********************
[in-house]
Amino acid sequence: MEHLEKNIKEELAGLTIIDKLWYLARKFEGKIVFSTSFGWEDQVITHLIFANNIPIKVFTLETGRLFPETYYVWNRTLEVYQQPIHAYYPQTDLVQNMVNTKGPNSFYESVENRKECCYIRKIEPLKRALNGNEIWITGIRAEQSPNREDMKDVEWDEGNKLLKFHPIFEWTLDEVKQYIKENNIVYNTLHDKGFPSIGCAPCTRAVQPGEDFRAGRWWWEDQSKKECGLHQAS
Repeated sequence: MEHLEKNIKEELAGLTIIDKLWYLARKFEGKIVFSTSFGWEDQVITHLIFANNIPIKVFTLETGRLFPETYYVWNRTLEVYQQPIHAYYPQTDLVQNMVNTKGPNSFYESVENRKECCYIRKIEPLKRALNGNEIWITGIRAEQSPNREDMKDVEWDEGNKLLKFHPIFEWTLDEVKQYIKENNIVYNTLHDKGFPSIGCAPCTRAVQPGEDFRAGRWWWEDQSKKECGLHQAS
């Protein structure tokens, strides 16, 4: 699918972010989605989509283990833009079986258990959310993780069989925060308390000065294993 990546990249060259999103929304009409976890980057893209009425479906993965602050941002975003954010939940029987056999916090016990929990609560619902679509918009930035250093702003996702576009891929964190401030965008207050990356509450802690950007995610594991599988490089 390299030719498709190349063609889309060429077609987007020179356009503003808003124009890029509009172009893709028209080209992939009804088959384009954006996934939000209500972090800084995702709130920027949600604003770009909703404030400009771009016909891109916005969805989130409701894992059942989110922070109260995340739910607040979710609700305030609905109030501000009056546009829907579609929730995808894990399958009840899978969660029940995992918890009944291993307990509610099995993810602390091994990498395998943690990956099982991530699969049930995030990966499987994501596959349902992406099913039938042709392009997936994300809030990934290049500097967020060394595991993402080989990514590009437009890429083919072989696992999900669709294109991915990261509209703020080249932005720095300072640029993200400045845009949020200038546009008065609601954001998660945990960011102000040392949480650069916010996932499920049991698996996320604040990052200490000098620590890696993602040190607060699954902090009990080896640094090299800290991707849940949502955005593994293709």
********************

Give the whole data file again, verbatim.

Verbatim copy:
[in-house]
Amino acid sequence: MEHLEKNIKEELAGLTIIDKLWYLARKFEGKIVFSTSFGWEDQVITHLIFANNIPIKVFTLETGRLFPETYYVWNRTLEVYQQPIHAYYPQTDLVQNMVNTKGPNSFYESVENRKECCYIRKIEPLKRALNGNEIWITGIRAEQSPNREDMKDVEWDEGNKLLKFHPIFEWTLDEVKQYIKENNIVYNTLHDKGFPSIGCAPCTRAVQPGEDFRAGRWWWEDQSKKECGLHQAS
Repeated sequence: MEHLEKNIKEELAGLTIIDKLWYLARKFEGKIVFSTSFGWEDQVITHLIFANNIPIKVFTLETGRLFPETYYVWNRTLEVYQQPIHAYYPQTDLVQNMVNTKGPNSFYESVENRKECCYIRKIEPLKRALNGNEIWITGIRAEQSPNREDMKDVEWDEGNKLLKFHPIFEWTLDEVKQYIKENNIVYNTLHDKGFPSIGCAPCTRAVQPGEDFRAGRWWWEDQSKKECGLHQAS
């Protein structure tokens, strides 16, 4: 699918972010989605989509283990833009079986258990959310993780069989925060308390000065294993 990546990249060259999103929304009409976890980057893209009425479906993965602050941002975003954010939940029987056999916090016990929990609560619902679509918009930035250093702003996702576009891929964190401030965008207050990356509450802690950007995610594991599988490089 390299030719498709190349063609889309060429077609987007020179356009503003808003124009890029509009172009893709028209080209992939009804088959384009954006996934939000209500972090800084995702709130920027949600604003770009909703404030400009771009016909891109916005969805989130409701894992059942989110922070109260995340739910607040979710609700305030609905109030501000009056546009829907579609929730995808894990399958009840899978969660029940995992918890009944291993307990509610099995993810602390091994990498395998943690990956099982991530699969049930995030990966499987994501596959349902992406099913039938042709392009997936994300809030990934290049500097967020060394595991993402080989990514590009437009890429083919072989696992999900669709294109991915990261509209703020080249932005720095300072640029993200400045845009949020200038546009008065609601954001998660945990960011102000040392949480650069916010996932499920049991698996996320604040990052200490000098620590890696993602040190607060699954902090009990080896640094090299800290991707849940949502955005593994293709």